This is a very interesting monument, covering not just the heroes of the communist struggles in China, but all 19th and 20th century resistance to outside influence and Imperial repression.
That is a lot to commemorate.
The monument is patterned like an Egyptian obelisk, except thicker. Some 10 stories high, it is centered between the previous location of the Gate of China and the Chinese flagpole on the north end of Tiananmen Square. Mao’s Mausoleum now sits on that site of the previous gate. The monument was started in 1953, and was completed for the Tenth Anniversary of the Peoples Republic of China.
There is plenty to see at the base of the monument. It has reliefs to show eight events that furthered the Chinese struggle to be free. All of these are events where the Chinese people resisted the foreign powers, the Emperor, or the Japanese.
Events Commemorated in the Base Relief Panels
These eight panels are at the base of the monument. They are in order, with the first panels being on the eastern side. Here they are with brief explanations.
- The Opium “Tea Party” in Humen in 1939
The Chinese staged their own “tea party” (aka “Boston” style) and dumped the opium that the British were attempting to force China to buy. The opium trade was hated by most Chinese, but was later forced on them. Great Britain declared war and defeated the Chinese in the first of the Opium Wars, sealing their right to import this poison into China.
- Jintian Revolt of 1851
A Christian sect called ‘The Heaven and Earth Society” was able to successfully start a revolt at the village of Jintian against the Qing Dynasty. The grievance was unfair treatment during a famine. This later evolved into the Taiping Revolt, lasting for 14 years.
- Wuchang Uprising of 1911
A revolt against the Qing Dynasty started over the nationalization of private railroads. This led to an army revolt that culminated with the establishment of the Republic of China and the abdication of Puyi, the Last Emperor of China.
- May Fourth Movement of 1919
This started as a series of protests by Beijing students over the mistreatment of China in the treaty signing at Versailles. Japan was allowed by Versailles to occupy the Shandong Peninsula, even though it was a German concession on Chinese ground. This betrayal of China is believed to have led to the eventual foundation of the Chinese Communist Party.
- May Thirteenth Movement of 1925
Anti-foreigner feelings, especially against the Japanese, came to a head when a Japanese foreman shot a Communist protester in Shanghai. This lead to a series of protests and additional shootings. After all that turmoil, the number of foreign troops in Shanghai increased dramatically.
- Nanchang Uprising of 1927
The previous alliance of the Nationalists and the Communists broke apart when the army at Nanchang rebelled and effectively became the People’s Liberation Army. This was the start of the great Chinese Civil War. That only paused so they could collectively fight the Japanese invasion.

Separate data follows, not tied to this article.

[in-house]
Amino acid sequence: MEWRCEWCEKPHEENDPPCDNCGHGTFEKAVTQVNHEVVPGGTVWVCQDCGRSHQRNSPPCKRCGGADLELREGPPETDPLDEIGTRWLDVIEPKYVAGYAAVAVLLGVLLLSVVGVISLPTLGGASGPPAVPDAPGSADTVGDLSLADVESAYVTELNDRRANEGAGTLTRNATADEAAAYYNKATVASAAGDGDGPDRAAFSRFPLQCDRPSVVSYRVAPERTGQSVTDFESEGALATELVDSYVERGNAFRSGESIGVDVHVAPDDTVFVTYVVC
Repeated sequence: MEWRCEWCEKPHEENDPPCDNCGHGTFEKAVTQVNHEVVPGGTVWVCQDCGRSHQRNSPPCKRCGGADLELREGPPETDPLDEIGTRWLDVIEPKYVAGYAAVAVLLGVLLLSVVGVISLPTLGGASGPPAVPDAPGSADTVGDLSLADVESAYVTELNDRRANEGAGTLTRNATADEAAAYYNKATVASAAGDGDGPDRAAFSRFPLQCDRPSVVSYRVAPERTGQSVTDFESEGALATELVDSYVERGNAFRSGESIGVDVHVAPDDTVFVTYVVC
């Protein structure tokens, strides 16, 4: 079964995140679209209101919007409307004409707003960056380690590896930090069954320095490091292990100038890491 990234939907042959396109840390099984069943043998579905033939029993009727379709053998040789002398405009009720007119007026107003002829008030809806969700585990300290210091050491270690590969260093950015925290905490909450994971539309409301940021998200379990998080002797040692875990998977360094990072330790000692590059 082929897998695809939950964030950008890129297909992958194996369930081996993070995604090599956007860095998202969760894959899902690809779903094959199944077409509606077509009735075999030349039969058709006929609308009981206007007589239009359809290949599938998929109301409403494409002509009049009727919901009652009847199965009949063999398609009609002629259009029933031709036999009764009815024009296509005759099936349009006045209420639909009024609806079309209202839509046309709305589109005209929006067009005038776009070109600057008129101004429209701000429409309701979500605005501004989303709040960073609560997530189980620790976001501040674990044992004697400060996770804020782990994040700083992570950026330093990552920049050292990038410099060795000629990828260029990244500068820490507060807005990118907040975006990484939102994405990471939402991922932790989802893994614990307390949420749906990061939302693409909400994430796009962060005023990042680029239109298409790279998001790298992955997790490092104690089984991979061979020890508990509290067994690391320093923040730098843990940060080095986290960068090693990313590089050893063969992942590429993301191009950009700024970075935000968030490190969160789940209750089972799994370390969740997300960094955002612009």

- War of Resistance Against Japan (1931 and 1945)
The terrible 13 year war of aggression against China by Japan, and the fight of the Chinese people to continue to resist at all costs. It was only 4 years for America, with fighting mainly on foreign soil; it was 13 years for the Chinese, with fighting on their ground, and large parts of China occupied.
- Successful Crossing of the Yangtze River (1949)
The success of the Communist forces in crossing the mighty and heavily defended Yangtze River. The war between the Communists and Nationalists resumed quickly after Japan’s defeat. This breech of the river line by the Communist forces broke the back of the Nationalist forces, leading to them flee to Taiwan.
Plain or Fancy, National Monuments Create Focal Points of Remembrances
As you can see, this monument would be as special to the people of China as our own national monuments to us. It does not matter if fancy or plain, recent or ancient… It is not the appearance or materials, but the remembrances that are triggered by standing in front of these markers.
We in the US would hold a special feeling for the Vietnam Memorial in Washington, even though it is not an architectural wonder for foreign visitors to look at. This Chinese monument is actually dwarfed by the tourist sites around it, and most foreign tourists would scurry past it. However, it would hold the same kind of meaning for the Chinese as our monuments do for us.
What is this Monument Saying?
What do these events on this monument collectively represent?
The struggle to be free from the old Imperialists and foreign outside forces, from injustice and warlords, and from endless poverty and servitude.
Regardless of the current ruling body in today’s China, this is what a Chinese citizen feels when he stands in front of this monument. That stirs his patriotic feeling, and reinforces his need to do his duty to China.
So, bear that in mind as you walk past it. Take a spin around it and look at the reliefs that speak volumes to the Chinese people.
Note: The monument may be inaccessible. It was fenced off when I was there. I am not sure if that was a special occasion, or if it is normally restricted all the time. You may not be able to ascend the platform to see the reliefs in close detail. If not, look at them through your camera’s zoom.
Share your thoughts on the Monument to the Heroes of the People.
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